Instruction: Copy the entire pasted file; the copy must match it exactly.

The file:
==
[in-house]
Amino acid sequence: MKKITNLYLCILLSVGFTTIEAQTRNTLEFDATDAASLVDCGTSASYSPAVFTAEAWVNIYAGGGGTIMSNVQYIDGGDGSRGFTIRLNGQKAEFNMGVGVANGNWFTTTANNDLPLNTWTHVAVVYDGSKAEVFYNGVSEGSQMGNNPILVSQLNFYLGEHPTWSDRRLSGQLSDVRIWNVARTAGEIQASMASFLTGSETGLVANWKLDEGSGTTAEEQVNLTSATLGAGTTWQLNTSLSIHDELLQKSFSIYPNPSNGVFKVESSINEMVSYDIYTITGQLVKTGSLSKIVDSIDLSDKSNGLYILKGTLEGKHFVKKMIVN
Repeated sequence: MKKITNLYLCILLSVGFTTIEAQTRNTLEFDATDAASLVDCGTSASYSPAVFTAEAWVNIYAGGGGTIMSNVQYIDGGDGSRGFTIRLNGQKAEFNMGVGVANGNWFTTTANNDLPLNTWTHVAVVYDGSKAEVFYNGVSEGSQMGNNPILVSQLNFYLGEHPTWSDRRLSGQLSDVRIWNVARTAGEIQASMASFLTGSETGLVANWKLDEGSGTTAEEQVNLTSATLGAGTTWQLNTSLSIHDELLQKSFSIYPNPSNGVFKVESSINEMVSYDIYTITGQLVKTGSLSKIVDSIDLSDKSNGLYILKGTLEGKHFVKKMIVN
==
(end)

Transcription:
[in-house]
Amino acid sequence: MKKITNLYLCILLSVGFTTIEAQTRNTLEFDATDAASLVDCGTSASYSPAVFTAEAWVNIYAGGGGTIMSNVQYIDGGDGSRGFTIRLNGQKAEFNMGVGVANGNWFTTTANNDLPLNTWTHVAVVYDGSKAEVFYNGVSEGSQMGNNPILVSQLNFYLGEHPTWSDRRLSGQLSDVRIWNVARTAGEIQASMASFLTGSETGLVANWKLDEGSGTTAEEQVNLTSATLGAGTTWQLNTSLSIHDELLQKSFSIYPNPSNGVFKVESSINEMVSYDIYTITGQLVKTGSLSKIVDSIDLSDKSNGLYILKGTLEGKHFVKKMIVN
Repeated sequence: MKKITNLYLCILLSVGFTTIEAQTRNTLEFDATDAASLVDCGTSASYSPAVFTAEAWVNIYAGGGGTIMSNVQYIDGGDGSRGFTIRLNGQKAEFNMGVGVANGNWFTTTANNDLPLNTWTHVAVVYDGSKAEVFYNGVSEGSQMGNNPILVSQLNFYLGEHPTWSDRRLSGQLSDVRIWNVARTAGEIQASMASFLTGSETGLVANWKLDEGSGTTAEEQVNLTSATLGAGTTWQLNTSLSIHDELLQKSFSIYPNPSNGVFKVESSINEMVSYDIYTITGQLVKTGSLSKIVDSIDLSDKSNGLYILKGTLEGKHFVKKMIVN